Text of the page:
This “Marshmallow Test,” first conducted in the 1960s, perfectly illustrates the ongoing war between impulsivity and self-control. The kids have to tamp down their immediate desires and focus on long-term goals—an ability that correlates with their later health, wealth, and academic success, and that is supposedly controlled by the front part of the brain. But a new study by Alexander Soutschek at the University of Zurich suggests that self-control is also influenced by another brain region—and one that casts this ability in a different light.
SNL parodied the president-elect’s impulsive tweeting last weekend, and he responded by tweeting about it.
Saturday Night Live has been on television for nearly 42 years, and in that time, it has mocked seven presidents, with an eighth, Donald Trump, now firmly in its sights. The show’s satire is essentially part of the political scenery; at best, a president might knowingly reference it as a sign of self-awareness. Chevy Chase, in his portrayal of Gerald Ford, mocked the president as clumsy and accident-prone. President Ford did not respond by publicly demonstrating his grace and poise, obeying the old maxim about not protesting too much.
Playing Trump on last weekend’s show, Alec Baldwin mocked the president-elect’s impulse control in a sketch that saw him retweeting random high-school students during a national security briefing. The real Trump was not pleased. “Just tried watching Saturday Night Live - unwatchable! Totally biased, not funny and the Baldwin impersonation just can’t get any worse. Sad,” he tweeted at 12:13 a.m., about halfway through the episode. The irony couldn’t have been more plain: In response to a sketch mocking his propensity for impulsive tweeting, the president-elect ... impulsively tweeted about it. Satire in the age of Trump has already been difficult for Saturday Night Live, but it seems increasingly caught in a feedback loop: Any ridiculous heightening of his behavior is doomed to instant irrelevance by Trump’s reaction to it.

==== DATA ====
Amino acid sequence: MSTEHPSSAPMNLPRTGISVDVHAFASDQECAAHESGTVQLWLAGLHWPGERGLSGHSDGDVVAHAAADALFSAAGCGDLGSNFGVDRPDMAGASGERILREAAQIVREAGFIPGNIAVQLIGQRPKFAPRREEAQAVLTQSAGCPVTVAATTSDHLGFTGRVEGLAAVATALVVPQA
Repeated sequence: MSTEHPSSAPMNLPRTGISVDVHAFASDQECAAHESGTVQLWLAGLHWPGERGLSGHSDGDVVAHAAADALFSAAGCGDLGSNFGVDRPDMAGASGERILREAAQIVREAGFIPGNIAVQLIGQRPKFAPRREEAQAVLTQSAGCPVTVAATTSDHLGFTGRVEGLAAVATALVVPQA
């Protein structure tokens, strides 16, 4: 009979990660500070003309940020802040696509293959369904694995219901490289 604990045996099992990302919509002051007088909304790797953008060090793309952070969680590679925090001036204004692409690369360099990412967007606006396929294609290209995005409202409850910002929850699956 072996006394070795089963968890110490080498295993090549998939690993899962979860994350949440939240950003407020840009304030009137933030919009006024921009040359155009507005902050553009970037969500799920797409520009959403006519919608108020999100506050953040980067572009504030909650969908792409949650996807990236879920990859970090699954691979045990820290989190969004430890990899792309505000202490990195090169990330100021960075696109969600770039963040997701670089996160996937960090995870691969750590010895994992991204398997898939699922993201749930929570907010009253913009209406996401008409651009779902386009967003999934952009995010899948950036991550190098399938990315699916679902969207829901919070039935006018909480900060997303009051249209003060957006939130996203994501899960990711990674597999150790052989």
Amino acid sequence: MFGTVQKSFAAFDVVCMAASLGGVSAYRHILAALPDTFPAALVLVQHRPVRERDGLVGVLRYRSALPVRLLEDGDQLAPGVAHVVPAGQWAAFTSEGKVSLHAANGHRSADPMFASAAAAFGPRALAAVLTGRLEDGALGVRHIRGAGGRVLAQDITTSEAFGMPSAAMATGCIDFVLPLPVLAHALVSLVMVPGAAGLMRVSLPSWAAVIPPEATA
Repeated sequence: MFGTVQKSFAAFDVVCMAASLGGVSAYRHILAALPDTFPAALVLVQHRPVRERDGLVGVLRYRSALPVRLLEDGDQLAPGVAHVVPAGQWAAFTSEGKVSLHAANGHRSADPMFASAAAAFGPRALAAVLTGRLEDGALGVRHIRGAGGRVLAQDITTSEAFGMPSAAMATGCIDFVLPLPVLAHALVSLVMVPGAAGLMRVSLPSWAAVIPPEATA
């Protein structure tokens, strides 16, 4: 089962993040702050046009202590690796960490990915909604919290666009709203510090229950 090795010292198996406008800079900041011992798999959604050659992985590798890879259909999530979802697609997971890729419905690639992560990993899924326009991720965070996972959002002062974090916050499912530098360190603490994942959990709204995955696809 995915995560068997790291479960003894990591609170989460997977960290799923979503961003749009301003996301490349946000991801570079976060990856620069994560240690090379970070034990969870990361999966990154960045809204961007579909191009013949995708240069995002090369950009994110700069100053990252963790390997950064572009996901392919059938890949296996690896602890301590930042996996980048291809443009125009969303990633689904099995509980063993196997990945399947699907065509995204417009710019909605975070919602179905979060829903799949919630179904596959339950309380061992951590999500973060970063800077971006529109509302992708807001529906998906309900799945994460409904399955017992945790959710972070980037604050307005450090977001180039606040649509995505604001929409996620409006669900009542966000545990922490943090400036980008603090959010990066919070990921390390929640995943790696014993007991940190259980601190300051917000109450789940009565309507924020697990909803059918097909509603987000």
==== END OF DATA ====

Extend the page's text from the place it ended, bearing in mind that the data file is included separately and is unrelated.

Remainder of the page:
A professor of cognitive science argues that the world is nothing like the one we experience through our senses.
As we go about our daily lives, we tend to assume that our perceptions—sights, sounds, textures, tastes—are an accurate portrayal of the real world. Sure, when we stop and think about it—or when we find ourselves fooled by a perceptual illusion—we realize with a jolt that what we perceive is never the world directly, but rather our brain’s best guess at what that world is like, a kind of internal simulation of an external reality. Still, we bank on the fact that our simulation is a reasonably decent one. If it wasn’t, wouldn’t evolution have weeded us out by now? The true reality might be forever beyond our reach, but surely our senses give us at least an inkling of what it’s really like.